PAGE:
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Rhett Reese and Paul Wernick made this assertion during their appearance on the Q&A With Jeff Goldsmith, revealing that their first draft for Deadpool was actually PG-13, as ordered by the studio. Rather than being completely different from the released version, the pair declared that it wasn't that difficult to make Deadpool more audience friendly. Reese said:
Interestingly, it wasn’t as hard as you’d think. You take some of the swear words, you take out some of the sex, the violence is all in how it’s shot, so it wasn’t as soul crushing as you’d think. But it lost its teeth a little bit.
It’s easy to say this now after the monumental success of Deadpool since it was released just over a week ago, but it’s highly unlikely that a PG-13 adaptation would have thrived at the box office or received the same critical acclaim.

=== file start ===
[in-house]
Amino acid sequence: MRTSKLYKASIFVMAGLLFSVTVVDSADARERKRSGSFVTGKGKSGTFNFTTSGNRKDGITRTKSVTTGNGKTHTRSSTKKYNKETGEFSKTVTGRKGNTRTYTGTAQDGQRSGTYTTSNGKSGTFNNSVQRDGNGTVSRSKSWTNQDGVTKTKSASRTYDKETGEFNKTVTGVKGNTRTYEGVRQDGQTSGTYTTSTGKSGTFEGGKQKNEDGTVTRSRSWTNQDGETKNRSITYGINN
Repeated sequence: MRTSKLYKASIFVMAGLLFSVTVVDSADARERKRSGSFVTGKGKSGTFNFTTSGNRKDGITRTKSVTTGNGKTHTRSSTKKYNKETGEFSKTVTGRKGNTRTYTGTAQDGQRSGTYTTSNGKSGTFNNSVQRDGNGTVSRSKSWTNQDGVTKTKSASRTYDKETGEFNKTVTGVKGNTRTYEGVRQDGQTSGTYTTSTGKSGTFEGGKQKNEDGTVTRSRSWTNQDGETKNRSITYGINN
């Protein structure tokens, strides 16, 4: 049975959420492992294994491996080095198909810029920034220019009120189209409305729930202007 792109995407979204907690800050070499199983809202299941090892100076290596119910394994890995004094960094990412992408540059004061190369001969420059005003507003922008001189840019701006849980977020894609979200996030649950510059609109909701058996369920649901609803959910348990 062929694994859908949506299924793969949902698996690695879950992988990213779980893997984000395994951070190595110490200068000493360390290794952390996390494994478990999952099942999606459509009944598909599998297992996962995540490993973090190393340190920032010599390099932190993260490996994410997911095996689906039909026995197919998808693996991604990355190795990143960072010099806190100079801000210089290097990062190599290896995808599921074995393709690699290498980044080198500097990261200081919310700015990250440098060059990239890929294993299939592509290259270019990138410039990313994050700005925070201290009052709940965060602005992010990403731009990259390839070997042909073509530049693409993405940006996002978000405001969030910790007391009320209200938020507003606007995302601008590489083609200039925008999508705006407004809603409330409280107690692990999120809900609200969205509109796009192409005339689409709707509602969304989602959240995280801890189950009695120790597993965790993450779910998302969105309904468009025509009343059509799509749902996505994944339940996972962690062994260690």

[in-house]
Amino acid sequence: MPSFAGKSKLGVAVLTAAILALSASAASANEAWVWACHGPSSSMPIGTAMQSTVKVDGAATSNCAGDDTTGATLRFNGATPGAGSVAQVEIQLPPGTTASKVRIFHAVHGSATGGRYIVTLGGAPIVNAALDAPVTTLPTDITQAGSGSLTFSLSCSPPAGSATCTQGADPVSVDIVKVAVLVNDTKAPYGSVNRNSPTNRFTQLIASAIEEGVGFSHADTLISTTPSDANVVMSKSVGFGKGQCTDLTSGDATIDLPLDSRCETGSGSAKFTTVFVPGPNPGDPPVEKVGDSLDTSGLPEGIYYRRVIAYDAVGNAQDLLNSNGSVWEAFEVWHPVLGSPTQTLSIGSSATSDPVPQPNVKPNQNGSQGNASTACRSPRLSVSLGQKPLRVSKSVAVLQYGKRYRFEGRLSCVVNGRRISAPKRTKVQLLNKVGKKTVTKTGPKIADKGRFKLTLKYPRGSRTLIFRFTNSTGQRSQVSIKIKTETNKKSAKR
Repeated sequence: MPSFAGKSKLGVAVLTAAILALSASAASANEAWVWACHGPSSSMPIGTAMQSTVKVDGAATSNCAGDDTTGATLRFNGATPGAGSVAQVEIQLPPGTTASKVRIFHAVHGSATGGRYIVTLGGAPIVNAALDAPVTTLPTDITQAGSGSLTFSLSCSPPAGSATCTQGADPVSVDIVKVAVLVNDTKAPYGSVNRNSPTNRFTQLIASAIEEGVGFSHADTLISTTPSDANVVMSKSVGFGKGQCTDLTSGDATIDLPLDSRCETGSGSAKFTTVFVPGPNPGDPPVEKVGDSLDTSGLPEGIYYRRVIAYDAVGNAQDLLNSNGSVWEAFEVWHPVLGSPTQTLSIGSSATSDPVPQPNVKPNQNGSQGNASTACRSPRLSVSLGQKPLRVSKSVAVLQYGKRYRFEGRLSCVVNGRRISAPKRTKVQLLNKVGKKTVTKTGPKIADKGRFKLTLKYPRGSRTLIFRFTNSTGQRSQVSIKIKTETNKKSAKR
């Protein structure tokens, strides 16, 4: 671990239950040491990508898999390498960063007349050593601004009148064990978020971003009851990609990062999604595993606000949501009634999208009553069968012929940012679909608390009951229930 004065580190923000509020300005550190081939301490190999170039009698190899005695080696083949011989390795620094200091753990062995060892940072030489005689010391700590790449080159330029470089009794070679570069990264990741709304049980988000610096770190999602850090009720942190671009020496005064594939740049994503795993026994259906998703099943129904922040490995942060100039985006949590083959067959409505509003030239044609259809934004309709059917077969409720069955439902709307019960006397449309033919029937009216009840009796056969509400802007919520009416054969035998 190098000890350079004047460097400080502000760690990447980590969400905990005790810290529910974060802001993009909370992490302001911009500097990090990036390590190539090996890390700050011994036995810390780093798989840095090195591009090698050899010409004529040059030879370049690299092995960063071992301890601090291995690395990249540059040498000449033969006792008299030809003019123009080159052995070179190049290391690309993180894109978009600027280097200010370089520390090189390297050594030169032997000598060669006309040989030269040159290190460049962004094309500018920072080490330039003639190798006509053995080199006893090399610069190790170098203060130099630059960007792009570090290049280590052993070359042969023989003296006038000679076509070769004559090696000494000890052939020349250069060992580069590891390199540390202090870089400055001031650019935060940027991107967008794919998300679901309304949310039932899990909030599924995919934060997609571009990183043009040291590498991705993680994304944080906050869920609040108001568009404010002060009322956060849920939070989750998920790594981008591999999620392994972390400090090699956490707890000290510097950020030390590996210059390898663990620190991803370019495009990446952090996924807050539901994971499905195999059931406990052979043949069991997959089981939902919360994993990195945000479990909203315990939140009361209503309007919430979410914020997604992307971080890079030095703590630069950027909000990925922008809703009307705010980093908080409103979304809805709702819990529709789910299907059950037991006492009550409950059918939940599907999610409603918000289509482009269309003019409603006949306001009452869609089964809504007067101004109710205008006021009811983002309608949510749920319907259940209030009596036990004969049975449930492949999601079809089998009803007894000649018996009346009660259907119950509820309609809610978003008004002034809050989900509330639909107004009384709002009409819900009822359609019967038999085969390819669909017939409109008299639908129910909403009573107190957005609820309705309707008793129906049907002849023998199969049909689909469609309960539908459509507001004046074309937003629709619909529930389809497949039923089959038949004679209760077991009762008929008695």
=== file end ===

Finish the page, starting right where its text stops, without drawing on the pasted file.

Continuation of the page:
Deadpool was able to chime and connect with an audience partly because it feels like an outsider. Much in the same spirit of Guardians Of The Galaxy, but with a more beta and biting humor, Deadpool’s R-rated jokes, riotous tone, and even its measly budget all gave it a different appeal than many of its comic book rivals.
Something that’s plainly obvious now that Deadpool has gone on to gross $491.9 million at the box office already, and it’s even been predicted that the superhero adaptation could ultimately go on to become the highest grossing R-rated film domestically and worldwide.
In order to reach this achievement, Deadpool will have to beat The Passion Of The Christ’s domestic total of $370 million, and then The Matrix Reloaded’s $742 million global gross. All of which, considering its stunning box office haul so far, seems within the realm of possibility.
That’s not too bad for a film that 20th Century Fox never really seemed too comfortable with green-lighting, and even once they did only gave it a budget of around $58 million.